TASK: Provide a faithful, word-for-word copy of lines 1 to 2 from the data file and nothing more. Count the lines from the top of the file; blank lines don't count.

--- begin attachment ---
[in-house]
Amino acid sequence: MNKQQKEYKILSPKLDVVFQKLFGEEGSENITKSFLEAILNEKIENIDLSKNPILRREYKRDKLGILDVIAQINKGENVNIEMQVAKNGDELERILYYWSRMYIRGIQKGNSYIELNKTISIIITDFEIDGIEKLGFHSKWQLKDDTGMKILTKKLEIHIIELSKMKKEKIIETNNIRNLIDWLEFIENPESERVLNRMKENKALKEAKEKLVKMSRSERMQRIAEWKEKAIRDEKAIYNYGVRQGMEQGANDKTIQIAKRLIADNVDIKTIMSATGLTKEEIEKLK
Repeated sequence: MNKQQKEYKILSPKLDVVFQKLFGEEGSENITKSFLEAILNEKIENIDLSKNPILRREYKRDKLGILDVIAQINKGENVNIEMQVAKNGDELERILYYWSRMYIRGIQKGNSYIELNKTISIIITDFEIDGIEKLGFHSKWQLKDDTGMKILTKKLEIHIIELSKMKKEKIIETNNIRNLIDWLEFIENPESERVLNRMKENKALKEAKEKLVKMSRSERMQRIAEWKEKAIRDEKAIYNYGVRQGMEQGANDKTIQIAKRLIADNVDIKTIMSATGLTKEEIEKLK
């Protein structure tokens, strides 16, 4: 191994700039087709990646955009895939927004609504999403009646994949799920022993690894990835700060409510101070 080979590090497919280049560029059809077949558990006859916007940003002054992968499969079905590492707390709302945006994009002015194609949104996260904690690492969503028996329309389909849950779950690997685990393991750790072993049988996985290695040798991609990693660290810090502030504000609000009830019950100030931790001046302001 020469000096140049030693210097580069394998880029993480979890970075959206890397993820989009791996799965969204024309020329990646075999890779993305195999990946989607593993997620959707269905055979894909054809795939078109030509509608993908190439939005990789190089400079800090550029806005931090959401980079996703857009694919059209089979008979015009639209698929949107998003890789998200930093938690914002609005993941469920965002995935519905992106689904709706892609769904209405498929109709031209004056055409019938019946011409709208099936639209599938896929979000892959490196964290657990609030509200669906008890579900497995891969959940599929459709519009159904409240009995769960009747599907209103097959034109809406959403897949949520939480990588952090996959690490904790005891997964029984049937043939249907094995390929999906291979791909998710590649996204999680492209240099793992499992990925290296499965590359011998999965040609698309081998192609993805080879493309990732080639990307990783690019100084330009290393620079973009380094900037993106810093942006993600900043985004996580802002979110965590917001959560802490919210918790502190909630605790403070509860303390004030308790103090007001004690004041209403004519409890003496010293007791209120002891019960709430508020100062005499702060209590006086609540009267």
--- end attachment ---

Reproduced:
[in-house]
Amino acid sequence: MNKQQKEYKILSPKLDVVFQKLFGEEGSENITKSFLEAILNEKIENIDLSKNPILRREYKRDKLGILDVIAQINKGENVNIEMQVAKNGDELERILYYWSRMYIRGIQKGNSYIELNKTISIIITDFEIDGIEKLGFHSKWQLKDDTGMKILTKKLEIHIIELSKMKKEKIIETNNIRNLIDWLEFIENPESERVLNRMKENKALKEAKEKLVKMSRSERMQRIAEWKEKAIRDEKAIYNYGVRQGMEQGANDKTIQIAKRLIADNVDIKTIMSATGLTKEEIEKLK